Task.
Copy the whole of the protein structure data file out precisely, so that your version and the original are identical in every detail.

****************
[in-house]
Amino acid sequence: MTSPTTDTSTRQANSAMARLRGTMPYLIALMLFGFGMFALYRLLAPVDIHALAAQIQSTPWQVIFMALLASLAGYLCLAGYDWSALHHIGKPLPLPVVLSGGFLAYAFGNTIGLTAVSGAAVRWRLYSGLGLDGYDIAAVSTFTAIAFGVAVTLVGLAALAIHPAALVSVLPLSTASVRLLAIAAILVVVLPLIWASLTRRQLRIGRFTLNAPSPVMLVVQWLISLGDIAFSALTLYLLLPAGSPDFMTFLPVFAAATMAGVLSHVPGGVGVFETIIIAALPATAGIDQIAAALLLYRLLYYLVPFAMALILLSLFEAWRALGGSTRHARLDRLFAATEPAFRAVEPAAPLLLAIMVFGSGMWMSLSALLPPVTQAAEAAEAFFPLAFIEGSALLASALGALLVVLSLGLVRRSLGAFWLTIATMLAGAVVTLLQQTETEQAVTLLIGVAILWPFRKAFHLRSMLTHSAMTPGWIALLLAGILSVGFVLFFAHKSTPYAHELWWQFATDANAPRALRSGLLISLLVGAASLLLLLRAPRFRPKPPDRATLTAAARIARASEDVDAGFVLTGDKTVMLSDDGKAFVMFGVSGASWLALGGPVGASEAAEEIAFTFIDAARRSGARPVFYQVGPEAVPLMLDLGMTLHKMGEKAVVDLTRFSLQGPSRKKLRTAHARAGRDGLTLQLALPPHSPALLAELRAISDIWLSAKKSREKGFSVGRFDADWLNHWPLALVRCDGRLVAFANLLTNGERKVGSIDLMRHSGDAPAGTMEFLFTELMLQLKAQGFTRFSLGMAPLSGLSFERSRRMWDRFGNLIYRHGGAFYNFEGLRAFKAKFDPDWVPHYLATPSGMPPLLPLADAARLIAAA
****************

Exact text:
[in-house]
Amino acid sequence: MTSPTTDTSTRQANSAMARLRGTMPYLIALMLFGFGMFALYRLLAPVDIHALAAQIQSTPWQVIFMALLASLAGYLCLAGYDWSALHHIGKPLPLPVVLSGGFLAYAFGNTIGLTAVSGAAVRWRLYSGLGLDGYDIAAVSTFTAIAFGVAVTLVGLAALAIHPAALVSVLPLSTASVRLLAIAAILVVVLPLIWASLTRRQLRIGRFTLNAPSPVMLVVQWLISLGDIAFSALTLYLLLPAGSPDFMTFLPVFAAATMAGVLSHVPGGVGVFETIIIAALPATAGIDQIAAALLLYRLLYYLVPFAMALILLSLFEAWRALGGSTRHARLDRLFAATEPAFRAVEPAAPLLLAIMVFGSGMWMSLSALLPPVTQAAEAAEAFFPLAFIEGSALLASALGALLVVLSLGLVRRSLGAFWLTIATMLAGAVVTLLQQTETEQAVTLLIGVAILWPFRKAFHLRSMLTHSAMTPGWIALLLAGILSVGFVLFFAHKSTPYAHELWWQFATDANAPRALRSGLLISLLVGAASLLLLLRAPRFRPKPPDRATLTAAARIARASEDVDAGFVLTGDKTVMLSDDGKAFVMFGVSGASWLALGGPVGASEAAEEIAFTFIDAARRSGARPVFYQVGPEAVPLMLDLGMTLHKMGEKAVVDLTRFSLQGPSRKKLRTAHARAGRDGLTLQLALPPHSPALLAELRAISDIWLSAKKSREKGFSVGRFDADWLNHWPLALVRCDGRLVAFANLLTNGERKVGSIDLMRHSGDAPAGTMEFLFTELMLQLKAQGFTRFSLGMAPLSGLSFERSRRMWDRFGNLIYRHGGAFYNFEGLRAFKAKFDPDWVPHYLATPSGMPPLLPLADAARLIAAA